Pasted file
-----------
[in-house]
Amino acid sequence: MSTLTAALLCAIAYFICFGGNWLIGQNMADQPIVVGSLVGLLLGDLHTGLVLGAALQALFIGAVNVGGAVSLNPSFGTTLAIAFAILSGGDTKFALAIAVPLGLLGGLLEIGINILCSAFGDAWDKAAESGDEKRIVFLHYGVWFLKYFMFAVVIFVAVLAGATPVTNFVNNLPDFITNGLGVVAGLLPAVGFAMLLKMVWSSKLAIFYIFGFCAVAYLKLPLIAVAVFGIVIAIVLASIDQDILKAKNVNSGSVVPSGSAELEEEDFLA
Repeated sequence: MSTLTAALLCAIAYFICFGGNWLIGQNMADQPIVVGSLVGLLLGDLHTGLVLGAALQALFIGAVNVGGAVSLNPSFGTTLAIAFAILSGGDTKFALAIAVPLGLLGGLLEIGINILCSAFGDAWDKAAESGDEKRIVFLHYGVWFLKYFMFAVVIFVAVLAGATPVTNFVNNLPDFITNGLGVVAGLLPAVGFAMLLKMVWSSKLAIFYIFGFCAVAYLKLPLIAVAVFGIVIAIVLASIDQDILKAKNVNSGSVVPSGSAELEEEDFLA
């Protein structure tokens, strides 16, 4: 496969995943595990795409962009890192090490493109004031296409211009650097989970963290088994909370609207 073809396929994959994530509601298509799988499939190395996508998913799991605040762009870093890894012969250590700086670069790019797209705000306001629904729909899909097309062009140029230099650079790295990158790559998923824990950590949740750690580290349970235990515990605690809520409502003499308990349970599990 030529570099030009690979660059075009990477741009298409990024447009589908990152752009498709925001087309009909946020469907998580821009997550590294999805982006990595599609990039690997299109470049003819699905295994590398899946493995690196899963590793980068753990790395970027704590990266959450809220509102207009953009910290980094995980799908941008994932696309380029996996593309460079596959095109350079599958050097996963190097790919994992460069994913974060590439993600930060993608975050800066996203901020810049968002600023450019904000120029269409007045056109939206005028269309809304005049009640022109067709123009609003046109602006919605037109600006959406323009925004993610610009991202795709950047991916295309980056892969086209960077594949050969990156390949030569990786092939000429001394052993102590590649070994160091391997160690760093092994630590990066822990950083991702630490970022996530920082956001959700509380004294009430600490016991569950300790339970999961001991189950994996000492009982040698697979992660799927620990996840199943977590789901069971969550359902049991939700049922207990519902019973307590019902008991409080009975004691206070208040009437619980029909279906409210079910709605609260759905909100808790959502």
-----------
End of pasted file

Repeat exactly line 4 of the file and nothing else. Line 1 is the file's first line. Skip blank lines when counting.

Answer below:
């Protein structure tokens, strides 16, 4: 496969995943595990795409962009890192090490493109004031296409211009650097989970963290088994909370609207 073809396929994959994530509601298509799988499939190395996508998913799991605040762009870093890894012969250590700086670069790019797209705000306001629904729909899909097309062009140029230099650079790295990158790559998923824990950590949740750690580290349970235990515990605690809520409502003499308990349970599990 030529570099030009690979660059075009990477741009298409990024447009589908990152752009498709925001087309009909946020469907998580821009997550590294999805982006990595599609990039690997299109470049003819699905295994590398899946493995690196899963590793980068753990790395970027704590990266959450809220509102207009953009910290980094995980799908941008994932696309380029996996593309460079596959095109350079599958050097996963190097790919994992460069994913974060590439993600930060993608975050800066996203901020810049968002600023450019904000120029269409007045056109939206005028269309809304005049009640022109067709123009609003046109602006919605037109600006959406323009925004993610610009991202795709950047991916295309980056892969086209960077594949050969990156390949030569990786092939000429001394052993102590590649070994160091391997160690760093092994630590990066822990950083991702630490970022996530920082956001959700509380004294009430600490016991569950300790339970999961001991189950994996000492009982040698697979992660799927620990996840199943977590789901069971969550359902049991939700049922207990519902019973307590019902008991409080009975004691206070208040009437619980029909279906409210079910709605609260759905909100808790959502």